This is a downright awesome concept, and if the developer created even a single "average joe" install for a very specific case (say, LDAP for local machine only with easy access for Thunderbird) I think people would start considering this. There are many users who would like to switch to Thunderbird but also want OS X's Address Book. The advanced LDAP stuff could still be accessible to the advanced users with some instruction.

Example of the problem... Look at Privoxy. Pretty darn easy to install; takes just a minute to modify the browsers to use it; works pretty well with no custom configuration. All this, yet only a small fraction of a percent of Mac users will ever consider using it because it is "too hard" to understand.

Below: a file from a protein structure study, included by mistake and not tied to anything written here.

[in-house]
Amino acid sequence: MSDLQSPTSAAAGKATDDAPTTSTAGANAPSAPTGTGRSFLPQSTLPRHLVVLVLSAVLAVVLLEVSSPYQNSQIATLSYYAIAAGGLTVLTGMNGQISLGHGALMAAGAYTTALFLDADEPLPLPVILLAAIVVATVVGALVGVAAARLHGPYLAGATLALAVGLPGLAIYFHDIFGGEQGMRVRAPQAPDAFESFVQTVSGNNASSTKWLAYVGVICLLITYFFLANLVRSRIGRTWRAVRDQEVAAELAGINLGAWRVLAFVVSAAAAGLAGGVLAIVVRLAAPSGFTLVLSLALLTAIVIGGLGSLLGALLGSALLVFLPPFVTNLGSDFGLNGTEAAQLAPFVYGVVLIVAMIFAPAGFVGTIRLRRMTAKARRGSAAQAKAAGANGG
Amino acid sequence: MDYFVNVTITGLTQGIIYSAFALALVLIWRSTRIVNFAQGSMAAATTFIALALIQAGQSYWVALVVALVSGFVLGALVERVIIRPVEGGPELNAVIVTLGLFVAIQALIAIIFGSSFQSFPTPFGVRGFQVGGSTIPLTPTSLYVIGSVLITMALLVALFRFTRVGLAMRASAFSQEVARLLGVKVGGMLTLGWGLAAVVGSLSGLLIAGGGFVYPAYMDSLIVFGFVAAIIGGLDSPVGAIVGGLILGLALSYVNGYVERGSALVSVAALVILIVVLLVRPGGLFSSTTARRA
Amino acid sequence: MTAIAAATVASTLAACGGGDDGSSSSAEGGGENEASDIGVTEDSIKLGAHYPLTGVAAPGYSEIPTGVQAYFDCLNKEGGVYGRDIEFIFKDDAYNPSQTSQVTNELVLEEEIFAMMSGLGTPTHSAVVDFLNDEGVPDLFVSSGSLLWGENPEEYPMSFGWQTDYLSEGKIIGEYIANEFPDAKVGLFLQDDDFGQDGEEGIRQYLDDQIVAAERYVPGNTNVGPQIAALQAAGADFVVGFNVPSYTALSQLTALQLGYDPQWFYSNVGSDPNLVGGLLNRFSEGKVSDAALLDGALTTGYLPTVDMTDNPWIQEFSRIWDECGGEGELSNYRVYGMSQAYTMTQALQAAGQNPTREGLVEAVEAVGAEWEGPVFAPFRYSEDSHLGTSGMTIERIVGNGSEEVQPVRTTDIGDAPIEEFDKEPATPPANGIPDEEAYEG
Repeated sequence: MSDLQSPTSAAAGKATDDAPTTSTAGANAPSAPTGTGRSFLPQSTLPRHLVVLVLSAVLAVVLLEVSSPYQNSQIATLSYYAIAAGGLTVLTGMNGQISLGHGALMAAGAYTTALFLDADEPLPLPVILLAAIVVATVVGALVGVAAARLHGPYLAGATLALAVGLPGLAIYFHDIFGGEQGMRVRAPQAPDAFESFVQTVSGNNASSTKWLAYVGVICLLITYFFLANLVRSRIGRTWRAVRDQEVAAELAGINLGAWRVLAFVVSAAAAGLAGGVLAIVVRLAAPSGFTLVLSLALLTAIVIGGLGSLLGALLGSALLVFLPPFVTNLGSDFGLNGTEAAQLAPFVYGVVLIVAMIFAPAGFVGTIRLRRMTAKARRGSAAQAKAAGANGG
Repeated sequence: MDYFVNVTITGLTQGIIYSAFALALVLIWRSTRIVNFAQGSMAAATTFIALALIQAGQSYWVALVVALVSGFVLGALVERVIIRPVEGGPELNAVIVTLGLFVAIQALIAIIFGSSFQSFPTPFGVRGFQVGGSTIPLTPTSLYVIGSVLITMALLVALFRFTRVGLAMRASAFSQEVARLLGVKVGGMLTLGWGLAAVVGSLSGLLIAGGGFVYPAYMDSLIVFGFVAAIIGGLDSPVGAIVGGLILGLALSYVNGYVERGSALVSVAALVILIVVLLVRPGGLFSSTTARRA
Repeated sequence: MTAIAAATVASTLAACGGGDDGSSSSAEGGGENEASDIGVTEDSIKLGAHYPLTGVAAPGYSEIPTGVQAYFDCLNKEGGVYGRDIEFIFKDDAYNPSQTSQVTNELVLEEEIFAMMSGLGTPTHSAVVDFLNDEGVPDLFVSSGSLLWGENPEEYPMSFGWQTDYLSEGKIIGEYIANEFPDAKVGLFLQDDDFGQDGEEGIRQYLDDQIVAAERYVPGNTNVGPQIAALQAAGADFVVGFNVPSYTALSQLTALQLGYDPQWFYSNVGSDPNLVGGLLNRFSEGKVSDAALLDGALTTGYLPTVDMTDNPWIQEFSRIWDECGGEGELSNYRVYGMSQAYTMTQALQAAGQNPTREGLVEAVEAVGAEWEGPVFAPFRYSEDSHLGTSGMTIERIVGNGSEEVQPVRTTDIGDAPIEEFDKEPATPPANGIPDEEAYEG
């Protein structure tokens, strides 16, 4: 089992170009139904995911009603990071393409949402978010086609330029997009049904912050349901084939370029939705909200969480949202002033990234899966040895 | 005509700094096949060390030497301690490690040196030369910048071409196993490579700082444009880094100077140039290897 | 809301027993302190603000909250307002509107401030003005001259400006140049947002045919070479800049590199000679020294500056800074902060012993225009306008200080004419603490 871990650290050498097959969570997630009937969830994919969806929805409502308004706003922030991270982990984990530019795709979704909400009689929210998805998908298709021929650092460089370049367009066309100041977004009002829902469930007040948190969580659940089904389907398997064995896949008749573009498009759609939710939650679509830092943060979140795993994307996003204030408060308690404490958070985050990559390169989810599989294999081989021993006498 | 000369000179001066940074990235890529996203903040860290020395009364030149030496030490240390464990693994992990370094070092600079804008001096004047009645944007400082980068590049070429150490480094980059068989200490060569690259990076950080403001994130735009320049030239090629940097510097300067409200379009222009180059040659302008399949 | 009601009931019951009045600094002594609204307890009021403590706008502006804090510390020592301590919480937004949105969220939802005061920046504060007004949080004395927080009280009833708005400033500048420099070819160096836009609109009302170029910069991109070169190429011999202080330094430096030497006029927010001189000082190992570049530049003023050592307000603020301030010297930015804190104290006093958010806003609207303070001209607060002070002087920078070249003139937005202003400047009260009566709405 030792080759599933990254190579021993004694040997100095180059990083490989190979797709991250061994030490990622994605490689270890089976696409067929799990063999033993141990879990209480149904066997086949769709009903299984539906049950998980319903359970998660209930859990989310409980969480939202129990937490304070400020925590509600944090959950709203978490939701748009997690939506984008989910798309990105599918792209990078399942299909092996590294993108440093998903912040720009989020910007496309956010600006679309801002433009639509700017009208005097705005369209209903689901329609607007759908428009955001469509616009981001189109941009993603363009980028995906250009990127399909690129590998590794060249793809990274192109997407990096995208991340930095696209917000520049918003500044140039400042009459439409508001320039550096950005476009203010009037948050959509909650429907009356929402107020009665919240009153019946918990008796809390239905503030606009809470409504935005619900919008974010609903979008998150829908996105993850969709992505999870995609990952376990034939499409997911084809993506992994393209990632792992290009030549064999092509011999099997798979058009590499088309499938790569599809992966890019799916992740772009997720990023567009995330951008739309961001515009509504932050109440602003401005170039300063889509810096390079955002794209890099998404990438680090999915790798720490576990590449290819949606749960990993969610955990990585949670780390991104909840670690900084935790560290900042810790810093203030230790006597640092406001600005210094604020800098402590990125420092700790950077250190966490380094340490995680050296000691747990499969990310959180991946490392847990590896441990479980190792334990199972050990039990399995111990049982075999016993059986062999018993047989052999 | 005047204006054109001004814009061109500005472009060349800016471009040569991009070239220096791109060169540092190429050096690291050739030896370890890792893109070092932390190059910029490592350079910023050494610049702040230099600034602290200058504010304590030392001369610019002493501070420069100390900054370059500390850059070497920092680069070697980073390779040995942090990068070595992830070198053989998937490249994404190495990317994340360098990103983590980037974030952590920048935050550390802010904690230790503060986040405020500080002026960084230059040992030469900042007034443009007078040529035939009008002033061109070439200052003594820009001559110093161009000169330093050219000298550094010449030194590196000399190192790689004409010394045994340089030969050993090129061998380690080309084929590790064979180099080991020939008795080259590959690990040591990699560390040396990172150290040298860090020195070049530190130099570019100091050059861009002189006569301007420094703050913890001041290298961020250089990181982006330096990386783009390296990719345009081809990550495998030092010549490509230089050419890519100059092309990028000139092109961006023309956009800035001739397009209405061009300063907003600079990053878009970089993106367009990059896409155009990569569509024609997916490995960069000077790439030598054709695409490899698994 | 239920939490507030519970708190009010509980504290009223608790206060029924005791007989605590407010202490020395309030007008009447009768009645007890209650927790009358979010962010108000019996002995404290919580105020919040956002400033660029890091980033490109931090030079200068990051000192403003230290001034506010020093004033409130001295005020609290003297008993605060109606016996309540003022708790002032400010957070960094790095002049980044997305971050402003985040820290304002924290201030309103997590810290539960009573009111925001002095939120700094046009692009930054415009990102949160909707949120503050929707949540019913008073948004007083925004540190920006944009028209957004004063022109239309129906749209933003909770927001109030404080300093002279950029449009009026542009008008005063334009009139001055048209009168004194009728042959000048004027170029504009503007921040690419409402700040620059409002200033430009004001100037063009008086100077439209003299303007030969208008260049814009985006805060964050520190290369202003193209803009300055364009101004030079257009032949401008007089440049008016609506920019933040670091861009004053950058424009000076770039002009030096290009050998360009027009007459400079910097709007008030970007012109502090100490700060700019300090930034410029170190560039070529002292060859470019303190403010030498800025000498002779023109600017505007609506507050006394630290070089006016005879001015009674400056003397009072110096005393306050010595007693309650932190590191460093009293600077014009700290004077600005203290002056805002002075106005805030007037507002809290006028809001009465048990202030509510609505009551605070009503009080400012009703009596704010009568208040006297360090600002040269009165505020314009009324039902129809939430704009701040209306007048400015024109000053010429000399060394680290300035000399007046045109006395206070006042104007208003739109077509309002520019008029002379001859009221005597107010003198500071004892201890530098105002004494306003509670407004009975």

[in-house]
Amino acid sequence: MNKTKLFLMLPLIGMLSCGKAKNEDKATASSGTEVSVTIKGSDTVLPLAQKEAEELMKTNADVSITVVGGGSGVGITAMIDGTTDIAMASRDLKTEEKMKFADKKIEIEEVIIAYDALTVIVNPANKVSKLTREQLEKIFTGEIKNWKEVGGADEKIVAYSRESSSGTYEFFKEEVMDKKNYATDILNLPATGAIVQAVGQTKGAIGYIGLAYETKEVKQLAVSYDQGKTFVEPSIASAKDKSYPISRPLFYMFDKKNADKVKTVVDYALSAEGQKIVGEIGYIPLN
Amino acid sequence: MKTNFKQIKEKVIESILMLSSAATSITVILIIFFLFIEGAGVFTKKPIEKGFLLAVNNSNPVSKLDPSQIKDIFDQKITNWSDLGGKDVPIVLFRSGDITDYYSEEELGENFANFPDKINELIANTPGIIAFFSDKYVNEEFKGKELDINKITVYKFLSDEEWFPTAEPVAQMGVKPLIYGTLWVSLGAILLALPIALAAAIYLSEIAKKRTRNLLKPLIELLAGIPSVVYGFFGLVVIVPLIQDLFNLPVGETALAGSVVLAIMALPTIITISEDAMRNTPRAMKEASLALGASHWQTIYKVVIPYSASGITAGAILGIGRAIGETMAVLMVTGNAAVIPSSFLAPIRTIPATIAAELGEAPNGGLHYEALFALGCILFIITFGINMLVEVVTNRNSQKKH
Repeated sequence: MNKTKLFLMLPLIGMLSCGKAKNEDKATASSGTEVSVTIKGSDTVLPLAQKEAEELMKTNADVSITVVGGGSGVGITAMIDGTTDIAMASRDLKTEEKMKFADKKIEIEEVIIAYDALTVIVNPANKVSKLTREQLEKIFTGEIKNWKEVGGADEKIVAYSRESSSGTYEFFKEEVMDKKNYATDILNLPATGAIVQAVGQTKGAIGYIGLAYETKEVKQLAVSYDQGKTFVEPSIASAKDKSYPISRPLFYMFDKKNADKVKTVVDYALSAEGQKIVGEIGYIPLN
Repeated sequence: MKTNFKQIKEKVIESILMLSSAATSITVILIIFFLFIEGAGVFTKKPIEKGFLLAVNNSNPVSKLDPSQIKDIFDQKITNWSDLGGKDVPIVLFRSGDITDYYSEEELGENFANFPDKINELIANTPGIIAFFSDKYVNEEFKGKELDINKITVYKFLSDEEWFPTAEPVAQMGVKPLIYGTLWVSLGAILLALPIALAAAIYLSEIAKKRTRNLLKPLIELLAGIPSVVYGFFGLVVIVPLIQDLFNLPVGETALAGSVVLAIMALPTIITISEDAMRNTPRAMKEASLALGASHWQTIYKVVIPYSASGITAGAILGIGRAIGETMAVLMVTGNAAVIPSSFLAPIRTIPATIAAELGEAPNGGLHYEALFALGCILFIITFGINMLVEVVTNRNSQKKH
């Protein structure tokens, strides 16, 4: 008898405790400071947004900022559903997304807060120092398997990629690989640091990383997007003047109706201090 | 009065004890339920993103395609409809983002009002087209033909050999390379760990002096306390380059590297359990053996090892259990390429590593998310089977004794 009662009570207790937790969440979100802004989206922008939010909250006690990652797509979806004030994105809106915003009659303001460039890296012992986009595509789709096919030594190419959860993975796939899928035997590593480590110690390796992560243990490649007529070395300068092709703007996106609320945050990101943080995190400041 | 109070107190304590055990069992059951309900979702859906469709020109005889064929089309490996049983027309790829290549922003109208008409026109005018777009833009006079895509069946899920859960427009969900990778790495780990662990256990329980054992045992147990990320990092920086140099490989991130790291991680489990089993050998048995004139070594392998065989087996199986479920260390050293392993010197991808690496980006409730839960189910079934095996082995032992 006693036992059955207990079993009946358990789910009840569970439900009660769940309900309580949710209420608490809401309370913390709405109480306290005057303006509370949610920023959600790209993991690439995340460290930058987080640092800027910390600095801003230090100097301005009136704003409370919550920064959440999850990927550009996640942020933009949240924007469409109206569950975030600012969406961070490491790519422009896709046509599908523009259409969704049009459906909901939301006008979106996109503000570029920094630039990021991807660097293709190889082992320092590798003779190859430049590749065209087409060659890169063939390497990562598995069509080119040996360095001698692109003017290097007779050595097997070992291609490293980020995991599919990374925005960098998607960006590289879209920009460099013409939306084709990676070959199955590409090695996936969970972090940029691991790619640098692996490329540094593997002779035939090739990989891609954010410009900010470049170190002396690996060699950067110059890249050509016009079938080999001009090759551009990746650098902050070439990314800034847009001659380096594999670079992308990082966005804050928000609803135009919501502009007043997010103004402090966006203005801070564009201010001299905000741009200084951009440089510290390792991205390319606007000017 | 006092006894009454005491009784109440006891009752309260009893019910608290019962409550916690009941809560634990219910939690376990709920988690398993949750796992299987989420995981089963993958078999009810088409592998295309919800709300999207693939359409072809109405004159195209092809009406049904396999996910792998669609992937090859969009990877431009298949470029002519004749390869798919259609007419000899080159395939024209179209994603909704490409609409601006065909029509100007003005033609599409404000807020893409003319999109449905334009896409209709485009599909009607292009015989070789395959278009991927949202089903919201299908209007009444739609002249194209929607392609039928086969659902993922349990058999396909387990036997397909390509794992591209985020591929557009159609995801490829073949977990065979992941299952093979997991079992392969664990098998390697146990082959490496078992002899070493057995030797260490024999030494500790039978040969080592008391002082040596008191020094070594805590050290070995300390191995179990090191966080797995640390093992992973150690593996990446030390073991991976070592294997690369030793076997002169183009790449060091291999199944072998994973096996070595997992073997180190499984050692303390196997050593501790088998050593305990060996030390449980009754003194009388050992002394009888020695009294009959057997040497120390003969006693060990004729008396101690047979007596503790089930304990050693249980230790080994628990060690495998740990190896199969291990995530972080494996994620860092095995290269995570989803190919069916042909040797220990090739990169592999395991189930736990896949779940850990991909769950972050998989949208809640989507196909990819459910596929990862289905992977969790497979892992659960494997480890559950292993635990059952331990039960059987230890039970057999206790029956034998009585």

30 minutes for an install/setup (for highly advanced users) is simply unacceptable. Until that is dropped ten-fold, don't expect more that a smidgen of customers willing to even try it.
[Version Version1.1.1]

1 Reply


+2 (developer) replied on 16 Feb 2007
You are absolutely right and a server installation would be very useful. Providing a server installation on the other hand is not as straight forward as one would think. Many environment already have some sort of LDAP server. OS X Server's Open Directory or CommuniGate Pro for example are not uncommon. Instructions for getting OpenLDAP enabled on OS X [non-Server] are included in the manual. Having done this a few times now it doesn't take long at all. One also has to consider the nature of the product. The client installation is fully automated. I would imagine that the typical Joe would not want to set-up a LDAP server to share contacts. I would see a network administrator however to install this at a small company.